Where Are The Locals? – Salto, Montevideo, Colonia, Uruguay
Where Are The Locals?
Salto, Monte Video, Colonia, Uruguay
A group of us decided to treat ourselves to a day at one of the health and beauty spas. I had an all over body conditioning treatment. First, the beautician applied a body scrub, then a white clay-like substance, which was left to dry. It was a bit unnerving lying in the treatment room not quite understanding the beauticianâ€™s instructions as my Spanish didnâ€™t stretch to “exfoliate, rinse and repeat” or “deep tissue massage”. I misunderstood the “treatment over” instruction and remained on the couch waiting for my next lotion until the lady walked back in again with her next client – oops! I spent the afternoon relaxing in the different thermal pools and spa baths – much needed after three weeks in a truck.
The next day we were up at dawn to break camp and head for Montevideo, the capital of Uruguay. The scenery along the way reminded me of New Zealand (the Kiwis with us agreed) – very flat, green fields dotted with cows and trees. Roads were very long and straight (if a bit bumpy) with hardly any traffic. Houses were low, single storey box-shaped; some painted in pastel colours with well-kept classic cars parked outside. I saw several horse-drawn carts. They seemed to be the equivalent of Englandâ€™s long-gone “Rag and Bone” men – people who collect useful rubbish and metal items that can be recycled for money. Uruguay has poverty, but not on the scale seen in Peru and Bolivia.
Montevideo is a pleasant, clean, compact city. It doesnâ€™t have the same number or scale of beautiful buildings seen in other cities I visited in South America. We stayed at a hotel in the city centre, and set out to explore. The sea that separates it from Argentina positions Montevideo, but I couldnâ€™t find a beach of any kind, just a high seawall. In the evening, we all met up at a restaurant at the meat market – Mecardo del Puerto. It’s a huge building, very similar to Spitalfields in the City of London. Inside were several open Barbeque meat grills where you sat up at the counter, pointed at which slab of meat you wanted and they would cook it to your preference.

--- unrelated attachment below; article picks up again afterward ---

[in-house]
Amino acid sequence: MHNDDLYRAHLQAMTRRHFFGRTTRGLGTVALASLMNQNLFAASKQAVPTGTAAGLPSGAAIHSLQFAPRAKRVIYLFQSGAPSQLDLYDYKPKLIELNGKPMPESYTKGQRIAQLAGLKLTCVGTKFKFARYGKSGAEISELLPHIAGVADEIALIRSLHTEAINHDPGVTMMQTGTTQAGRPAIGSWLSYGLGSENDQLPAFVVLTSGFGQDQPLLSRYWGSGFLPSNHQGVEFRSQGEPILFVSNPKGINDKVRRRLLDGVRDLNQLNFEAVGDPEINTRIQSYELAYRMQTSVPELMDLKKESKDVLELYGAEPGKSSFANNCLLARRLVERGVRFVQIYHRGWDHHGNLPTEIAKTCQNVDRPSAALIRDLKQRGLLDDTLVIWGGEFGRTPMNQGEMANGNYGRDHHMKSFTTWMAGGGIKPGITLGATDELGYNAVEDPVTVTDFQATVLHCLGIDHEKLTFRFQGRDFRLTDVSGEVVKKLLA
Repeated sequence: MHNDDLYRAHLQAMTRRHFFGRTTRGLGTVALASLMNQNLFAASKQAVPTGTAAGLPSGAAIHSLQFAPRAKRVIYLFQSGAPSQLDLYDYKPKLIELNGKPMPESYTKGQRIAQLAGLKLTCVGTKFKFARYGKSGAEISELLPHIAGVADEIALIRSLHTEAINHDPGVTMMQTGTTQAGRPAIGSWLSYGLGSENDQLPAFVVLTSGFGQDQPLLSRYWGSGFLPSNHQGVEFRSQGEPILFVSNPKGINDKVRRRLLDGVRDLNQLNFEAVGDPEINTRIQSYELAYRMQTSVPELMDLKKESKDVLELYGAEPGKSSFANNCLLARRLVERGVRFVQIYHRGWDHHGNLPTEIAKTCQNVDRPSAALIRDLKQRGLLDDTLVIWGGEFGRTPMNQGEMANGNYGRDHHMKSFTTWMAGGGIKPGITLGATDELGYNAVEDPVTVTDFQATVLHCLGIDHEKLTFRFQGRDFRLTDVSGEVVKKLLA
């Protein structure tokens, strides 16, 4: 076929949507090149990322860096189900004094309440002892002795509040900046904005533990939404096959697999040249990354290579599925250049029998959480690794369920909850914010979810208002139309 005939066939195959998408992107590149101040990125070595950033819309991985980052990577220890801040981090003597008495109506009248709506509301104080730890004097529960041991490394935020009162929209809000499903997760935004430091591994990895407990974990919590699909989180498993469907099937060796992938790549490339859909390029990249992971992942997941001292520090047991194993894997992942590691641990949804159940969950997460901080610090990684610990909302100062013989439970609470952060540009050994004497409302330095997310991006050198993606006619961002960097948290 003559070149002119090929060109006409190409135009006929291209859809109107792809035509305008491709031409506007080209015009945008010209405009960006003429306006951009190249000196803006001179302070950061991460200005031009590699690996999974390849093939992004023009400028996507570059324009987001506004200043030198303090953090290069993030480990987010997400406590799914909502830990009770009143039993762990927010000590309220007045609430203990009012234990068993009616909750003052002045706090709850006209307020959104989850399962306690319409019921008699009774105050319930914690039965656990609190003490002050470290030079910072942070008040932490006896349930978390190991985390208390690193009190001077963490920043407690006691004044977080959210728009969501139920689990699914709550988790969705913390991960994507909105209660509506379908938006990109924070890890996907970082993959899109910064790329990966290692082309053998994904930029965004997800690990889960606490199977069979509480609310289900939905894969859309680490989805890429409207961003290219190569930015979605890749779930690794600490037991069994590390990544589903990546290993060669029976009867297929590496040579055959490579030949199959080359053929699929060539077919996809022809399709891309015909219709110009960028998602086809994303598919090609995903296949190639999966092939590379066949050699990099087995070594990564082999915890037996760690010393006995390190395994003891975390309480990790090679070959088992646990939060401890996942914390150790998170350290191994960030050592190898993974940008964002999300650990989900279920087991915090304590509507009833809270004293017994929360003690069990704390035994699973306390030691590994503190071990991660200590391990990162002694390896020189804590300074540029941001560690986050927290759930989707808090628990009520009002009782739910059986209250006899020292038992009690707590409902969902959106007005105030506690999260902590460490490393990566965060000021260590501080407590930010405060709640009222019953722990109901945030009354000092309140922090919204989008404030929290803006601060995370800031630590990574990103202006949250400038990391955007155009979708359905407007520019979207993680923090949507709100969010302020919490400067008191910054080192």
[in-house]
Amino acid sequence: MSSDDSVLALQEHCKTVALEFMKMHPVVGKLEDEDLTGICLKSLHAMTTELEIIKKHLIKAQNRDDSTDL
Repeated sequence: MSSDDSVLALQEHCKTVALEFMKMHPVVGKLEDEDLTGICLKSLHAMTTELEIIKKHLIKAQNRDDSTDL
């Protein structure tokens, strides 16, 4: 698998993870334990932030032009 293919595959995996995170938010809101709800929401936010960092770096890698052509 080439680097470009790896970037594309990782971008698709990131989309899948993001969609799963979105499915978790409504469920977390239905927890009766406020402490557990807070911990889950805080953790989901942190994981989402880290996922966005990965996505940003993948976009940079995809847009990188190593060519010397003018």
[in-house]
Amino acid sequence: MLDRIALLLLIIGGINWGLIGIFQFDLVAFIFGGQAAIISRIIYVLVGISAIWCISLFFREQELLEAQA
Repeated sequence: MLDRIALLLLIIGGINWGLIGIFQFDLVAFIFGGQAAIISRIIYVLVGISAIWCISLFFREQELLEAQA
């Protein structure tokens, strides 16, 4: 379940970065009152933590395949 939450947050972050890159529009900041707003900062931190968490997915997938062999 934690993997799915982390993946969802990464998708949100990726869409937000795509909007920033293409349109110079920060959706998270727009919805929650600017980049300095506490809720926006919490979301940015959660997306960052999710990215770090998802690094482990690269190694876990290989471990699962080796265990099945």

The steaks were the size of encyclopedias, falling off the plates – not really the best place to be a vegetarian. I struggled to find something on the menu that didnâ€™t have meat of some type in it. Eventually I settled on a omeletta con patatas thinking I would get an omelet with potato and other vegetables, maybe even a side salad. But no, I was presented with an omelet that had chips inside it!
|The Old & the New|
Later that evening, my friend and I were drinking at a bar off the main street. We started chatting with two Argentinean blokes who were “choreographers” at a local sex club. They could earn more money in Uruguay than in Buenos Aires, which seemed a bit unbelievable to me. They introduced us to their transsexual friend, Natasha. She had boob and bum implants, and they were huge!
Pablo and Chino then took us to a backstreet shop that sold plastic bottles of wine from a huge wine fountain – a bit like a Slush Puppy machine. We ended the night being taught to pole dance round a lamppost in the central plaza. The next morning we found out that the plaza was where the prostitutes hung around looking for business. So I wouldnâ€™t recommend this activity with two strippers. However, Monte Video is a great place to stock up on genuine label clothes as they are so cheap. I picked up a pair of Converse trainers for the equivalent of eight quid and Levi jeans were on sale for just over ten quid.
Our next stop was a town called Colonia. En-route we stopped at a private car museum off the main highway. My dad would have loved it. The garage was full of restored cars and motorbikes, including a Norton and a Chevrolet, a Studebaker and a black hearse. The owner, a passionate man whose hobby got out of control, had also made sofas out of the back seats of Volkswagon Beetles and several tractor seat stools.
Colonia itself is a lovely little town next to the river, so wide that it looks like the sea. We stayed at a campsite on the outskirts of the town close to the bullring. The old town, barrio, has cobbled streets, quaint antique and gift shops. Classic cars are everywhere, still in excellent condition and used by the locals. We saw several old Fords, a Chevrolet and a Studebaker. We had a meal in a converted water tower and wandered around an artisan market.
|Have Car, Will Travel|
I had a fantastic time and I will definitely return one day to explore more of this time-warped country. We left Uruguay by ferry to Argentina, and straight into Buenos Aires. It was an hour-long journey with a simple border-control process into a city and country totally different from Uruguay.